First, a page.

Harnessing Value Chains for the SDGs: How Far Have We Come, and What Next to Deepen Scale and Impact?

Businesses, by harnessing their value chains, can be powerful drivers of social, economic and environmental progress and, consequently, can play a critical role in achieving many of the draft SDGs, most notably: Goal 1: ending poverty, Goal 2 ending hunger, Goal 5: achieving women economic empowerment and gender equality, Goal 8: promoting sustained, inclusive and sustainable economic growth, Goal 12: ensuring sustainable production and consumption patterns, Goal 13: taking urgent actions to combat climate change and its impacts, and Goal 15: protecting terrestrial ecosystems.  

A growing number of companies are actively integrating social, environmental and economic improvements in to core business operations and their value chains, working with certification schemes like Fairtrade and Rainforest Alliance, and through sector and issue specific focused platforms and initiatives.

As the world starts to gear up to adopt and deliver the SDGs, this online discussion will draw on the perspectives of leading businesses, civil society organisations and development agencies, to take stock of where progress is being made to harness value chains for social, environmental and economic impact.  Contributors will consider how to build on progress to deepen impact and increase scale, and identify key enablers and barriers for business including governance and regulatory environments, and how to strengthen them.

Key questions to be addressed are:

  1. Where has the most progress been made in harnessing value chains for social and environmental impact, and where do the challenges remain for companies looking to translate principles in to practice?
  2. What are we learning about the key enablers for business seeking to improve their ESG performance, including the role of good governance and regulatory environments?
  3. How can businesses and development partners collaborate more effectively to take ESG performance to the next level of scale and impact, including the reporting of impact?

 

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Hi, Quintin Lake here from Fifty Eight - working with companies to address modern slavery challenges in their value chains. Really looking forward to our discussion today.

I think there has been great progress in the sense that there is now an emerging consensus amongst businesses that they have a responsibility for their impacts across not just immediate operations, but their business relationships.  Recent research from the Economist makes it clear that most businesses (83%) accept that they have responsibilities for human rights alongside governments. Human rights impacts are seen predominantly- but not exclusively- in the value chain in geographies where protections for the rights of individuals, particularly children, are often weak.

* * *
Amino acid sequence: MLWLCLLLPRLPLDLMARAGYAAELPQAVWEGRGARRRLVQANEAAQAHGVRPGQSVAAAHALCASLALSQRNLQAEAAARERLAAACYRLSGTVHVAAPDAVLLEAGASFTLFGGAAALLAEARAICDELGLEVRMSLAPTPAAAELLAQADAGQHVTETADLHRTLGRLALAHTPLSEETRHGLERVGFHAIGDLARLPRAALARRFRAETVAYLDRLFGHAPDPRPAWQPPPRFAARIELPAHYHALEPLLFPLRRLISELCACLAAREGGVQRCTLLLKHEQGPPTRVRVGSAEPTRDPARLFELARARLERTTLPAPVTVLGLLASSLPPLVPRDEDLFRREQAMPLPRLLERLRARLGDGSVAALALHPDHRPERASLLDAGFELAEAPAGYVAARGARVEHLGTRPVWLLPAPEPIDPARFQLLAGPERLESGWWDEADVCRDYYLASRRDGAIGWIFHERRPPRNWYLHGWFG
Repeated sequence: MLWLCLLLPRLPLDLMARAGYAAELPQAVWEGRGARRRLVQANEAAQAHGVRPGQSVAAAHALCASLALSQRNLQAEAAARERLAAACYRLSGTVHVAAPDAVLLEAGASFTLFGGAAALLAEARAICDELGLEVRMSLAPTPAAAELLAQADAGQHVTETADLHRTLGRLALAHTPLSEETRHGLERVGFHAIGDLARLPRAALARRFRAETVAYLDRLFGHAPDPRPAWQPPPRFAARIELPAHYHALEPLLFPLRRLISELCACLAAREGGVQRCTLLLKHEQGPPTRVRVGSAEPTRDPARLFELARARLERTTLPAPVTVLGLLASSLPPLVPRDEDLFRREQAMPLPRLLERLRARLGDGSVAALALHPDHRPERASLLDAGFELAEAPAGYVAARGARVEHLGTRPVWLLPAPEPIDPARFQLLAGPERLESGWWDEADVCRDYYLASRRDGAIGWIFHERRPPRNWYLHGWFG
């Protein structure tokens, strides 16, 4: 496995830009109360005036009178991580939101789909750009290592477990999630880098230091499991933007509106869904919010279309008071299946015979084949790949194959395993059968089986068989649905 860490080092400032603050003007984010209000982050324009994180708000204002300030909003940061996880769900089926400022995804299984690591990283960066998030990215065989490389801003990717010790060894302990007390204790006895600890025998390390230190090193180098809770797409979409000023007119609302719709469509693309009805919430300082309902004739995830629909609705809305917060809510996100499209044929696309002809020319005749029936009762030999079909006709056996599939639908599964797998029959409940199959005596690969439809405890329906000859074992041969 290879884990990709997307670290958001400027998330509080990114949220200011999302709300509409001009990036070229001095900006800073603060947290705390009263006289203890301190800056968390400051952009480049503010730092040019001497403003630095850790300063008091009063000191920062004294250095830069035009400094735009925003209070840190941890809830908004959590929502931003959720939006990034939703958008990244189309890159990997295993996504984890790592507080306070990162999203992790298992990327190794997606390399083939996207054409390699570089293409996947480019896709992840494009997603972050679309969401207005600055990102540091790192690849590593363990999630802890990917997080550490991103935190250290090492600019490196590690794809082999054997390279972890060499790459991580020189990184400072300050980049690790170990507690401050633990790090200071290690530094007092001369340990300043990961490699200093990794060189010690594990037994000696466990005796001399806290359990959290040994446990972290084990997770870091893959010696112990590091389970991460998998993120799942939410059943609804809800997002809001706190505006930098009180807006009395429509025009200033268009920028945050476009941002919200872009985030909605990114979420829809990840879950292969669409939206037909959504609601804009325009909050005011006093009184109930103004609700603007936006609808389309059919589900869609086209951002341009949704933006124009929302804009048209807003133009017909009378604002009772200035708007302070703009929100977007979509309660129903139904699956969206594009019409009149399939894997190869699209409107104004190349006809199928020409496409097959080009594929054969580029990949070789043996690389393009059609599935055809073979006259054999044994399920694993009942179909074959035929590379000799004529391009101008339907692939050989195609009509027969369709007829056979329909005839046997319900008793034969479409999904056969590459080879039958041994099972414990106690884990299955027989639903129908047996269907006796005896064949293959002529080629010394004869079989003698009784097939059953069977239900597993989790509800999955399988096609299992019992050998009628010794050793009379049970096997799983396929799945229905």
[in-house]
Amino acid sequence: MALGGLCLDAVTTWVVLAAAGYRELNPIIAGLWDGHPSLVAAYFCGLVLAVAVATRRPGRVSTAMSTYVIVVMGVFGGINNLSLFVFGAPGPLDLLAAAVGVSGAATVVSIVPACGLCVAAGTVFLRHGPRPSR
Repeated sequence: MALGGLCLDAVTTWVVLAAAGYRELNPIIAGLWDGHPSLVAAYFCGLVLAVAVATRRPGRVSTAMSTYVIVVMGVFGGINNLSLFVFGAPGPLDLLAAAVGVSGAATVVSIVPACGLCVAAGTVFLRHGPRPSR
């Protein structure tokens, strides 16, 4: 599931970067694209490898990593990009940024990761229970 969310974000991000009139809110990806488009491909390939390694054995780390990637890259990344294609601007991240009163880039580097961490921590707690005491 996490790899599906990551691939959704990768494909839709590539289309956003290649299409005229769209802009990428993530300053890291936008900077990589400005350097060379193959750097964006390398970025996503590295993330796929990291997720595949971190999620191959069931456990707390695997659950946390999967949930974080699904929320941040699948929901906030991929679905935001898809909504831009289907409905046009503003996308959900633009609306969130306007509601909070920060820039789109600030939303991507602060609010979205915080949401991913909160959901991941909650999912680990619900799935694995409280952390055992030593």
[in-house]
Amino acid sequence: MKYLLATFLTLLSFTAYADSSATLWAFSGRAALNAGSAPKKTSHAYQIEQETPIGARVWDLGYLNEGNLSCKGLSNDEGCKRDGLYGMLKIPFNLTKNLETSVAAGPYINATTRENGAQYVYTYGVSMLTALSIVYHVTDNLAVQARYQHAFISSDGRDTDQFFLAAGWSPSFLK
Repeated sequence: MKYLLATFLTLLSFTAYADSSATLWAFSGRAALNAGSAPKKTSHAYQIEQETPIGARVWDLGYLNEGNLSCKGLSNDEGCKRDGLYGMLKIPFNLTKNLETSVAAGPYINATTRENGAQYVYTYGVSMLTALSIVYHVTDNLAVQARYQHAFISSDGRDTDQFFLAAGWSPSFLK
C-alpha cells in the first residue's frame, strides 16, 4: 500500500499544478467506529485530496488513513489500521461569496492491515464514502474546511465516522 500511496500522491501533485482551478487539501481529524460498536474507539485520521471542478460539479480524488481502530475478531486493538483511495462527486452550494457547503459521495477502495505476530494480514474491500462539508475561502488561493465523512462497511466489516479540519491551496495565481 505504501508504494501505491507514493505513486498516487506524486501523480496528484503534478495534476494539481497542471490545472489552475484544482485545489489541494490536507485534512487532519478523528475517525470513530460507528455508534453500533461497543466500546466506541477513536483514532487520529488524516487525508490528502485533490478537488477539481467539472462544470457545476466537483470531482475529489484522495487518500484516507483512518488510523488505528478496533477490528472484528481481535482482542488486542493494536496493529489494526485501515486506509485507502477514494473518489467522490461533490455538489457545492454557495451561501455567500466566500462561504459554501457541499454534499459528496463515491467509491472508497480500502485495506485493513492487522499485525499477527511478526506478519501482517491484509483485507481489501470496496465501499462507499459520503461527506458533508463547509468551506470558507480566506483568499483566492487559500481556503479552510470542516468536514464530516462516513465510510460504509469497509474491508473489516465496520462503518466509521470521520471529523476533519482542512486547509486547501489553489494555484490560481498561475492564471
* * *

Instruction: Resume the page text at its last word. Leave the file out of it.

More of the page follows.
We also have an accepted framework for managing these impacts- the UN Guiding Principles on Business & Human Rights-  and particularly the concept of human rights due diligence, whereby businesses need to identify, prevent, mitigate and account for how they address their impacts on human rights, particularly with respect to vulnerable groups such as children. It’s true that the practical implementation of these Principles has proven challenging, but with Unilever releasing its first Human Rights report this month, there is clearly movement. 


Zahid Torres-Rahman said:

Let's start with the first question:

Question 1: Where has the most progress been made in harnessing value chains for social and environmental impact, and where do the challenges remain for companies looking to translate principles in to practice?

Giving a perspective on the garment sector good progress has been made at a factory level, with reduced water use, less and better chemical management and more attention on workers rights.  More to do!

But the cotton sector has many challenges -  a fragmented supply chain, with many brands relying on Tier One suppliers to undertake sourcing on their behalf, due to the complex nature of transactions.

Greater transparency from farm to garment is needed in order to connect brands and manufacturers to the beginning of the supply chain.  We are beginning to see a step change here, with brands increasingly establishing sourcing teams in India and China and with some developing vertically integrated supply chains.

Hello everyone. On Zahid's first question - I think the most progress has been made in supply chains where commodities are traceable or revenues can be made transparent (e.g. oil, gas, diamonds, conflict minerals etc). Similar, progress has been made where labour can be contextualised within international standards (e.g. ILO Better Work etc.). 

But the remaining challenges are many. Not least the fact that for some products - such as Ready Made Garments - price remains the overwhelming concern and this affect's labour conditions. There are two fundamental challenges in my view: (i) to move away from audit-led approaches to the supply chain to those focusing on impact and (ii) to involve the wider value chain, including investors and eventually consumers themselves. At the moment there are just not enough incentives and disincentives for action in most value chains.


Zahid Torres-Rahman said:

Let's start with the first question: